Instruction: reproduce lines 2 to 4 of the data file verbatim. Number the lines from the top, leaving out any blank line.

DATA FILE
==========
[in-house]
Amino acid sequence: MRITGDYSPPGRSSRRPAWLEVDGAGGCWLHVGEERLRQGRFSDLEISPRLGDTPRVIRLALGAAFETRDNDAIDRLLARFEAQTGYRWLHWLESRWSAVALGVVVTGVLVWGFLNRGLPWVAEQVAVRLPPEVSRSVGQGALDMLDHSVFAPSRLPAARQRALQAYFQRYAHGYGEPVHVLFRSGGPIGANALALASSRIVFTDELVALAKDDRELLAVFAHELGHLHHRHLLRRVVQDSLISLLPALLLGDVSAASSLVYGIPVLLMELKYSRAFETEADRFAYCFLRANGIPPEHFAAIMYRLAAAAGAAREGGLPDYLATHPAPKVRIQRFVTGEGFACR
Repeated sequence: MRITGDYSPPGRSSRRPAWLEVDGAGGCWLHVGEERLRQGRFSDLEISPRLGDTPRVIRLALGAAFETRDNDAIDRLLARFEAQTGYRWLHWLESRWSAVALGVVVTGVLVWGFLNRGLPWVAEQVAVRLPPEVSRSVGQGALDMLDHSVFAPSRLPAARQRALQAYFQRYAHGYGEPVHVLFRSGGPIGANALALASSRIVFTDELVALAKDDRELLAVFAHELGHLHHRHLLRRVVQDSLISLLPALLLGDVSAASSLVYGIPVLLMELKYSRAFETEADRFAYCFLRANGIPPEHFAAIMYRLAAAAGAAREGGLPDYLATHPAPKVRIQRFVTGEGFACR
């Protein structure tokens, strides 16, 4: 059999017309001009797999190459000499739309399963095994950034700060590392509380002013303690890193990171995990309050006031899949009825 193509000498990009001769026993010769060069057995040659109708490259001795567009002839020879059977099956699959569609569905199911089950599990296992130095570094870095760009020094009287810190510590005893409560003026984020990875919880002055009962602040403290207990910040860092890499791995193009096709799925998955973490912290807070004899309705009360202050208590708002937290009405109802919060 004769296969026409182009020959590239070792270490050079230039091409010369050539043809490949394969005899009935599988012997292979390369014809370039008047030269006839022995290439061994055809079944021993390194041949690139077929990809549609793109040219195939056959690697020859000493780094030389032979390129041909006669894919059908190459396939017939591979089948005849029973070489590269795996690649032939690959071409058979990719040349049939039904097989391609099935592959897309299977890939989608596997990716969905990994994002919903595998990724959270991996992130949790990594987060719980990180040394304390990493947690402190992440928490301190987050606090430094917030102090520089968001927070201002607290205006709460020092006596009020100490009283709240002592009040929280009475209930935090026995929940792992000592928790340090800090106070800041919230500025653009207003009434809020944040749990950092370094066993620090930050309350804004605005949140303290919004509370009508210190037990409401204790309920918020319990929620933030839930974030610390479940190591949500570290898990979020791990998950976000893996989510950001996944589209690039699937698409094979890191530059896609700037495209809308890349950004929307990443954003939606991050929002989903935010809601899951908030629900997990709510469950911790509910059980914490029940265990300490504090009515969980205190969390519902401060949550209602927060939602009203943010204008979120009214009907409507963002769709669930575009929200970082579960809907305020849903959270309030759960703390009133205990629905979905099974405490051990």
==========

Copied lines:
Amino acid sequence: MRITGDYSPPGRSSRRPAWLEVDGAGGCWLHVGEERLRQGRFSDLEISPRLGDTPRVIRLALGAAFETRDNDAIDRLLARFEAQTGYRWLHWLESRWSAVALGVVVTGVLVWGFLNRGLPWVAEQVAVRLPPEVSRSVGQGALDMLDHSVFAPSRLPAARQRALQAYFQRYAHGYGEPVHVLFRSGGPIGANALALASSRIVFTDELVALAKDDRELLAVFAHELGHLHHRHLLRRVVQDSLISLLPALLLGDVSAASSLVYGIPVLLMELKYSRAFETEADRFAYCFLRANGIPPEHFAAIMYRLAAAAGAAREGGLPDYLATHPAPKVRIQRFVTGEGFACR
Repeated sequence: MRITGDYSPPGRSSRRPAWLEVDGAGGCWLHVGEERLRQGRFSDLEISPRLGDTPRVIRLALGAAFETRDNDAIDRLLARFEAQTGYRWLHWLESRWSAVALGVVVTGVLVWGFLNRGLPWVAEQVAVRLPPEVSRSVGQGALDMLDHSVFAPSRLPAARQRALQAYFQRYAHGYGEPVHVLFRSGGPIGANALALASSRIVFTDELVALAKDDRELLAVFAHELGHLHHRHLLRRVVQDSLISLLPALLLGDVSAASSLVYGIPVLLMELKYSRAFETEADRFAYCFLRANGIPPEHFAAIMYRLAAAAGAAREGGLPDYLATHPAPKVRIQRFVTGEGFACR
């Protein structure tokens, strides 16, 4: 059999017309001009797999190459000499739309399963095994950034700060590392509380002013303690890193990171995990309050006031899949009825 193509000498990009001769026993010769060069057995040659109708490259001795567009002839020879059977099956699959569609569905199911089950599990296992130095570094870095760009020094009287810190510590005893409560003026984020990875919880002055009962602040403290207990910040860092890499791995193009096709799925998955973490912290807070004899309705009360202050208590708002937290009405109802919060 004769296969026409182009020959590239070792270490050079230039091409010369050539043809490949394969005899009935599988012997292979390369014809370039008047030269006839022995290439061994055809079944021993390194041949690139077929990809549609793109040219195939056959690697020859000493780094030389032979390129041909006669894919059908190459396939017939591979089948005849029973070489590269795996690649032939690959071409058979990719040349049939039904097989391609099935592959897309299977890939989608596997990716969905990994994002919903595998990724959270991996992130949790990594987060719980990180040394304390990493947690402190992440928490301190987050606090430094917030102090520089968001927070201002607290205006709460020092006596009020100490009283709240002592009040929280009475209930935090026995929940792992000592928790340090800090106070800041919230500025653009207003009434809020944040749990950092370094066993620090930050309350804004605005949140303290919004509370009508210190037990409401204790309920918020319990929620933030839930974030610390479940190591949500570290898990979020791990998950976000893996989510950001996944589209690039699937698409094979890191530059896609700037495209809308890349950004929307990443954003939606991050929002989903935010809601899951908030629900997990709510469950911790509910059980914490029940265990300490504090009515969980205190969390519902401060949550209602927060939602009203943010204008979120009214009907409507963002769709669930575009929200970082579960809907305020849903959270309030759960703390009133205990629905979905099974405490051990």